Vogt looks to help his PRP clients become well-rounded by providing them with the resources to get better physically and between the ears.

“I’ve seen several kids who are very talented but don’t have that mental game and are prepared for failure in baseball let alone if something goes on outside of baseball,” says Vogt. “A lot of these guys gave trainers that can make them better physically.

“I’ve worked with some very talented arms. I’ve worked with some very talented athletes. The separator is always the mental side. How hard do they work when no one’s watching?. How well do they do when they’re failing?. How do they transition from having a terrible day to they’re great the next day?.

“The kids that are good at everything may not be an exceptional athlete and have exceptional velocity yet, but they mold into a better college kid.”

Besides the baseball skills and strength/agility training, Vogt has his players read books to help them develop the right mindset. Some of his favorite authors/motivators are Justin Dehmer (1-Pitch Warror), Brian Cain (Mental Performance Mastery), Dr. Alan Goldberg (Competitive Advantage) and Todd Gongwer (Lead … for God’s Sake!).

Vogt asks his players about their take on certain points in the books. Mental sessions also cover in-game strategy.

An example: With a left-handed hitter at the plate and a runner on first base, a pitcher is asked to consider like the likelihood of a sacrifice bunt and pitch selection based on what the hitter did in the previous at-bat and more.

“We challenge their psyche on thinking about the game,” says Vogt. “Coaches are calling pitches. Sometimes (pitchers) are not even thinking about what they should throw. They’re throwing what the catcher puts down.

“It’s the same thing in the batter’s box.  This guy got me out on a slider away last time. He wasn’t afraid to use it. Does that change (this at-bat)?. On defense, there’s positioning and pitch-to-pitch routines.”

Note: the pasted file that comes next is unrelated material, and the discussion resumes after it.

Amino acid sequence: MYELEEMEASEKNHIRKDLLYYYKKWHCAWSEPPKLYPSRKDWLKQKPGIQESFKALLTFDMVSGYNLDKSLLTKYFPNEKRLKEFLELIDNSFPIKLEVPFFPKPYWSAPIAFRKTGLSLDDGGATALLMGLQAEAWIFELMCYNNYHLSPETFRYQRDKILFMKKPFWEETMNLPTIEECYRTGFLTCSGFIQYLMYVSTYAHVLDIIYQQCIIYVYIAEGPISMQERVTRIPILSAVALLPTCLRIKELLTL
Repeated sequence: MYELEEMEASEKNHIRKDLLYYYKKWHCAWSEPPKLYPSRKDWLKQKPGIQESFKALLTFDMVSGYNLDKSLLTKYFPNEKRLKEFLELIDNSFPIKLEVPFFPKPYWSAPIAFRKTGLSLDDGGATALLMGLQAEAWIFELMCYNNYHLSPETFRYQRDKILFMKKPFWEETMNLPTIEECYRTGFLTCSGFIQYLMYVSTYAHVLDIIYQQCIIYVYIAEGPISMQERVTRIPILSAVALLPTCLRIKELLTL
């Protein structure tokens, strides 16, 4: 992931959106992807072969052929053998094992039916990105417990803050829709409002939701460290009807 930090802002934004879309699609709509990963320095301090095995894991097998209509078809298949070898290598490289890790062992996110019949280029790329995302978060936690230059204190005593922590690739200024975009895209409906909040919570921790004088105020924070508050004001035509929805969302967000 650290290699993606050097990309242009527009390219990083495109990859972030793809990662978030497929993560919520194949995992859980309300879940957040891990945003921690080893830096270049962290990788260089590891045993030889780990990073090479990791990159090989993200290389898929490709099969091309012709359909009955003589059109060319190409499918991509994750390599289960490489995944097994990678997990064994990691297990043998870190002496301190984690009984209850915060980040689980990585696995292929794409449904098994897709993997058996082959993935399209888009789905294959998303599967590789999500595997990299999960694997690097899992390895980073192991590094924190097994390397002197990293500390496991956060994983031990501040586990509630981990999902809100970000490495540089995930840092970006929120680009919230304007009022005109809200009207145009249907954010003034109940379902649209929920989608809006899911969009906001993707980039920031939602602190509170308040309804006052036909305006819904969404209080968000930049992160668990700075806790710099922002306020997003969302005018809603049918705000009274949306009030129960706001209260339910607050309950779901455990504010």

Greg was recruited to Anderson by the same man he who coached his father at that school in football. Don Brandon was a football assistant when Kevin Vogt went there and he convinced Greg Vogt to play baseball for him near the end of his Hall of Fame coaching career.

In fact, Vogt was the winning pitcher as a sophomore for Brandon’s 1,100th and final victory.

“Bama, he had a fire still,” says Vogt of Brandon. “He had a completely different approach than a lot of coaches I had. He would get on you, but he’d also let you fail (repeatedly) while you were learning.

“Whenever he talks, everybody listens. As players, we would run through a wall for him. We loved him.”

David Pressley was Anderson’s head coach at the end of Vogt’s playing days.

Vogt began coaching and giving private lessons while he was in college. He worked with the Indiana Pony Express travel organization. He’s also coached high school age players with the Indiana Baseball Academy Storm and then the Indiana Bulls.

He joined Noblesville High School head coach Justin Keever’s staff in the fall of 2013. The Millers won an IHSAA Class 4A state title in 2014.

Keever taught Vogt about managing players, other coaches, a roster and a schedule.

He also came to appreciate how Keever communicated.

“There’s always a fire burning there,” says Vogt of Keever. “But he’s learned to keep that under control and say things that need to be said but not say too much.

“Between him and (hitting coach) Kevin Fitzgerald, you’ve got a lot of personality and a lot of insight on coaching.”